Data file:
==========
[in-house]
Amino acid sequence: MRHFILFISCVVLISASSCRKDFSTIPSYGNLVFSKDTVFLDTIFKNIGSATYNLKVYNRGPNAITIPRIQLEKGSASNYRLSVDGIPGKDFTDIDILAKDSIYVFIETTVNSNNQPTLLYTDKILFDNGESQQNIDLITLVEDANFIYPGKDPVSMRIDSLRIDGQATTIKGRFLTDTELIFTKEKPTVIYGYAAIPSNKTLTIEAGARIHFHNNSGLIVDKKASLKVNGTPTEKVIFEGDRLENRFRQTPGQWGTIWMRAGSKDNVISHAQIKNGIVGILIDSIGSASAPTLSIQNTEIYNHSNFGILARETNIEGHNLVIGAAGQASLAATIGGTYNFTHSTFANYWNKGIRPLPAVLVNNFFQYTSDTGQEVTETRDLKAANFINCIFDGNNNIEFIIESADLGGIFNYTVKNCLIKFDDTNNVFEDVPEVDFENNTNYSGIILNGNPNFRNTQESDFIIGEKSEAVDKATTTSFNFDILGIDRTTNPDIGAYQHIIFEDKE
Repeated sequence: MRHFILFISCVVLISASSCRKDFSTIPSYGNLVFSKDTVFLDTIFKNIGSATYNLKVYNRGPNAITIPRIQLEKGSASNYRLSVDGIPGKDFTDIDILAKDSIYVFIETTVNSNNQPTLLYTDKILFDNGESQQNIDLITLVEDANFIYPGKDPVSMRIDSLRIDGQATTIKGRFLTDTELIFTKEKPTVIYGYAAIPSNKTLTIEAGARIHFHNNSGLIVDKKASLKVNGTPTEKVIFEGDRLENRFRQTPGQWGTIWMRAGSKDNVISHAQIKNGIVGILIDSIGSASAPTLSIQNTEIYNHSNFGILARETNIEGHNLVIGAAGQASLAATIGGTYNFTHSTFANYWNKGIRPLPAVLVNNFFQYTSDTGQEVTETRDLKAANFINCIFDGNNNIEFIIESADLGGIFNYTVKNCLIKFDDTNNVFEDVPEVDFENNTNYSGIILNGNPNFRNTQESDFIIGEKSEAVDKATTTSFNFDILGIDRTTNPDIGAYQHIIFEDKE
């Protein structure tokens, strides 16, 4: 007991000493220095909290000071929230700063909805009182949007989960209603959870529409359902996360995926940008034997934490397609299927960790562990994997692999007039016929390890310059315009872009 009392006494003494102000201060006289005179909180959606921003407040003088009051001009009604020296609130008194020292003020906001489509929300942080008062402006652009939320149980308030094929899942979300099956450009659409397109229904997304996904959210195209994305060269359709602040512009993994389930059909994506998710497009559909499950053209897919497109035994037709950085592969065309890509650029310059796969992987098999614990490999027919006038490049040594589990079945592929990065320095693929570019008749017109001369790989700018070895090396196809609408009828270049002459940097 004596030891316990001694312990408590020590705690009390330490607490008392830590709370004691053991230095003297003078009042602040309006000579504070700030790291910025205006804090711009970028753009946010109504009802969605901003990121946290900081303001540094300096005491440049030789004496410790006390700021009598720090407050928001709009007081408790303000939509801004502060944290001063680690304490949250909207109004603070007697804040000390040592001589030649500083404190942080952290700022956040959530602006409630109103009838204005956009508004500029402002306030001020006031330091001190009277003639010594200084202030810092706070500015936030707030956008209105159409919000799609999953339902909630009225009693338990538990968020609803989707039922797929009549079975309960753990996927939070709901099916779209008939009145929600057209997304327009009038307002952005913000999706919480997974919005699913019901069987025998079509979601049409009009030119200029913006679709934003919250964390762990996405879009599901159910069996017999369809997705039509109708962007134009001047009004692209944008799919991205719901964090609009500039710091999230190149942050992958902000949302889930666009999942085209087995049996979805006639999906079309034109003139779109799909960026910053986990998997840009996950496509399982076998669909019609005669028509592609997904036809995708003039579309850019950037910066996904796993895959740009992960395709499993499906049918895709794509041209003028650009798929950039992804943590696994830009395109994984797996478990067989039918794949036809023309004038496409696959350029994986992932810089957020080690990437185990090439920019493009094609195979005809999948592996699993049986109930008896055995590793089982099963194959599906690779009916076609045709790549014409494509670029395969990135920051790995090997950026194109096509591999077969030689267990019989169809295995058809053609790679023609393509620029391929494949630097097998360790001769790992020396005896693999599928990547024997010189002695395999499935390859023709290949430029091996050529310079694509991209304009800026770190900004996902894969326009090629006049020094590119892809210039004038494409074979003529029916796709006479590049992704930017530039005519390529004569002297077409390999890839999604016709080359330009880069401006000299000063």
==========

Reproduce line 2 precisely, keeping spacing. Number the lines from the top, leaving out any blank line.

Amino acid sequence: MRHFILFISCVVLISASSCRKDFSTIPSYGNLVFSKDTVFLDTIFKNIGSATYNLKVYNRGPNAITIPRIQLEKGSASNYRLSVDGIPGKDFTDIDILAKDSIYVFIETTVNSNNQPTLLYTDKILFDNGESQQNIDLITLVEDANFIYPGKDPVSMRIDSLRIDGQATTIKGRFLTDTELIFTKEKPTVIYGYAAIPSNKTLTIEAGARIHFHNNSGLIVDKKASLKVNGTPTEKVIFEGDRLENRFRQTPGQWGTIWMRAGSKDNVISHAQIKNGIVGILIDSIGSASAPTLSIQNTEIYNHSNFGILARETNIEGHNLVIGAAGQASLAATIGGTYNFTHSTFANYWNKGIRPLPAVLVNNFFQYTSDTGQEVTETRDLKAANFINCIFDGNNNIEFIIESADLGGIFNYTVKNCLIKFDDTNNVFEDVPEVDFENNTNYSGIILNGNPNFRNTQESDFIIGEKSEAVDKATTTSFNFDILGIDRTTNPDIGAYQHIIFEDKE